After the disappointing second entry, Dragon Age: Inquisition was seen as a return to form for the series. It featured robust role-playing mechanics, a sprawling narrative driven by player choice, and several vast regions to roam, each with countless quests to complete.
Unfortunately, those quests are where Inquisition functions as a double-edged sword. Though the game boasts numerous exciting adventures sure to please fantasy fans everywhere, it also comes with certain ones that veer toward farce. That’s not to say that Dragon Age has been devoid of humor before this point, but some of the quests here rank among the silliest in the series.
10 Guilty Pleasures
Cassandra may be a Templar warrior with a tough exterior, but it turns out she has a softer side reserved for those with a high approval rating. She reveals this when she asks the Inquisitor for a special favor. Varric has written a romance novel, and Cassandra has gotten into it despite herself. There’s just one problem: it’s not finished. The Inquisitor must get the last chapter to fulfill her wish.
The fact that this cheeky Dwarf wrote a trashy romance tale is one thing, but Cassandra’s shocking interest in it is another. How did she come by it? Is it a genre that she frequents? These are questions to ponder as you seek out the ending.
9 An Unexpected Engagement
After completing certain story quests (Wicked Eyes and Wicked Hearts or Here Lies The Abyss) and romancing Josephine, the Inquisitor encounters a roadblock in the relationship. The advisor’s parents have already picked out a husband for her. The only way out of the engagement is to defeat the would-be husband in a duel.
The tale itself is a cute callback to classic chivalric stories, so playing along with the screwball scenario isn’t nearly as much of a chore as it could have been. It’s only more comical when the challenger admits defeat upon you declaring your love for Josephine. Apparently, he’s just that much of a hopeless romantic and poetic soul.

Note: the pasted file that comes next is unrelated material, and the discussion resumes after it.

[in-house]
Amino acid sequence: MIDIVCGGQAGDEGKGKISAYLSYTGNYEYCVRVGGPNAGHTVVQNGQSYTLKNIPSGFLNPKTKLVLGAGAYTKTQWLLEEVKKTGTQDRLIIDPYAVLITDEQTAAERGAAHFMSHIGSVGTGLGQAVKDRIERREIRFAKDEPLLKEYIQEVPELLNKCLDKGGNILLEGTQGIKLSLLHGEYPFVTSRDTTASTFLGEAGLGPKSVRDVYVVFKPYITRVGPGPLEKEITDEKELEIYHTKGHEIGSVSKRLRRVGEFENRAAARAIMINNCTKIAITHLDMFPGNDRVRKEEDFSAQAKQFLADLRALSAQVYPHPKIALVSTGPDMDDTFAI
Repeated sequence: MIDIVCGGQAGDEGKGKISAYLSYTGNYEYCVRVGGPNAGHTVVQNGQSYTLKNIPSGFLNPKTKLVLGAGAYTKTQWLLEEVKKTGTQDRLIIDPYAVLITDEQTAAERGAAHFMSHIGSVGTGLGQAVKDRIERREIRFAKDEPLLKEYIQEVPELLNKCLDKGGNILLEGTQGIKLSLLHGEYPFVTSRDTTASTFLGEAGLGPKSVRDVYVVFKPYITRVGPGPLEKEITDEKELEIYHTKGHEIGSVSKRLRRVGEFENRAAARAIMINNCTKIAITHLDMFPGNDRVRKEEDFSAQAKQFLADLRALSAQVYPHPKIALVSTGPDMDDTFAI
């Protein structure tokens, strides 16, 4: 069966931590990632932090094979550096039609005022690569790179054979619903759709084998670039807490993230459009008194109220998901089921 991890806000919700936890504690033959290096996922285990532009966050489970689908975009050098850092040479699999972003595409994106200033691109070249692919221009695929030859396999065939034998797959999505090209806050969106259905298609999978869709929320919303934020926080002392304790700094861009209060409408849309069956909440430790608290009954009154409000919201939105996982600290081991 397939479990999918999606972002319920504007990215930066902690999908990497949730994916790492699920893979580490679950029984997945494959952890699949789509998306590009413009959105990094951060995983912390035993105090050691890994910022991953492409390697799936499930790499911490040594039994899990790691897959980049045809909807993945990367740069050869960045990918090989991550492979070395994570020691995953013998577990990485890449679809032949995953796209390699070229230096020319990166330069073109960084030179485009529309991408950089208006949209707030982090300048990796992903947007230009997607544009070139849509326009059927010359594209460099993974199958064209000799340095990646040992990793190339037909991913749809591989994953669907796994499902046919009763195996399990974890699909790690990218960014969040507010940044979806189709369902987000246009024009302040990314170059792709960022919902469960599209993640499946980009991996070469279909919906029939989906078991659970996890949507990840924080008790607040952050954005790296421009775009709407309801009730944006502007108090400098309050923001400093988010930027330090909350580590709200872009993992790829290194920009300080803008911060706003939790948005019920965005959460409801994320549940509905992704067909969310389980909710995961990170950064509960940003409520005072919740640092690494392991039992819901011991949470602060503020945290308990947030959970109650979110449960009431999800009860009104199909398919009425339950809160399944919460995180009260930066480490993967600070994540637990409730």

8 A Friend Of Red Jenny
The party doesn’t exactly get a warm welcome on their first journey to Val Royeaux. First, there’s the confrontation with the Templars. Then, an arrow’s shot at them. The note attached seems to come from a friend, but that friend also sounds like a child. Amidst the doodles, the paper tells the player to seek out red handkerchiefs at three separate locations in order to thwart a bad guy. When this culminates in meeting Sera, who wishes to join your party, it’s all the more confusing.
Was there really not a more direct way to help the Inquisition? Sera sure places a lot of stock in them looking for napkins. What’s to stop the heroes from writing it off as a kid’s prank? It’s made even sillier when she shows up as a roguish murder machine capable of snuffing out thugs in an instant. She must have had a weird upbringing.
7 Harlequin Tag
This quest isn’t officially marked, but the Inquisitor still considers it worth completing. During the Trepasser DLC, the party can encounter five harlequins at the Winter Palace. Touching them increases the Inquisitor’s dexterity and riches. Tagging all five of them unlocks a new schematic. The catch is that the Inquisitor must sneak up on the harlequins. If they detect the player, they vanish.
Yes, the Inquisitor takes time out of his/her day to play tag with magic clowns. The sheer randomness of these guys, coupled with the rewards for playing along with their bizarre game, harkens back to the mushroom or flan enemies in Kingdom Hearts. In Dragon Age, though, they feel hilariously out of place.
6 Regions In (Area Name)
Upon reaching a new region, the Inquisitor is encouraged to explore the area and gather resources for the war effort. This mostly comes down to completing side quests, but another avenue is conquest. This doesn’t involve battles, though. Instead, the Inquisitor flamboyantly plants a flag next to a building or landmark while a drumbeat plays.